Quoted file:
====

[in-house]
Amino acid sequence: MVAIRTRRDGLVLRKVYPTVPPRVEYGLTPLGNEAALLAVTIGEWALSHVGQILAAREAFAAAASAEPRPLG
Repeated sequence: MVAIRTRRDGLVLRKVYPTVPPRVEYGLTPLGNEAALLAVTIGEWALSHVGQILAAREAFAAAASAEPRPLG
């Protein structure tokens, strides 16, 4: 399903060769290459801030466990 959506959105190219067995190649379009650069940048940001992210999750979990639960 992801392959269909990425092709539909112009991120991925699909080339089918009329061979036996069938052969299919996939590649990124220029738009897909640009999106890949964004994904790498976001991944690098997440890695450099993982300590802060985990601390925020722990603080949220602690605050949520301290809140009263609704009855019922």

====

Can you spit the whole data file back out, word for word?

[in-house]
Amino acid sequence: MVAIRTRRDGLVLRKVYPTVPPRVEYGLTPLGNEAALLAVTIGEWALSHVGQILAAREAFAAAASAEPRPLG
Repeated sequence: MVAIRTRRDGLVLRKVYPTVPPRVEYGLTPLGNEAALLAVTIGEWALSHVGQILAAREAFAAAASAEPRPLG
């Protein structure tokens, strides 16, 4: 399903060769290459801030466990 959506959105190219067995190649379009650069940048940001992210999750979990639960 992801392959269909990425092709539909112009991120991925699909080339089918009329061979036996069938052969299919996939590649990124220029738009897909640009999106890949964004994904790498976001991944690098997440890695450099993982300590802060985990601390925020722990603080949220602690605050949520301290809140009263609704009855019922």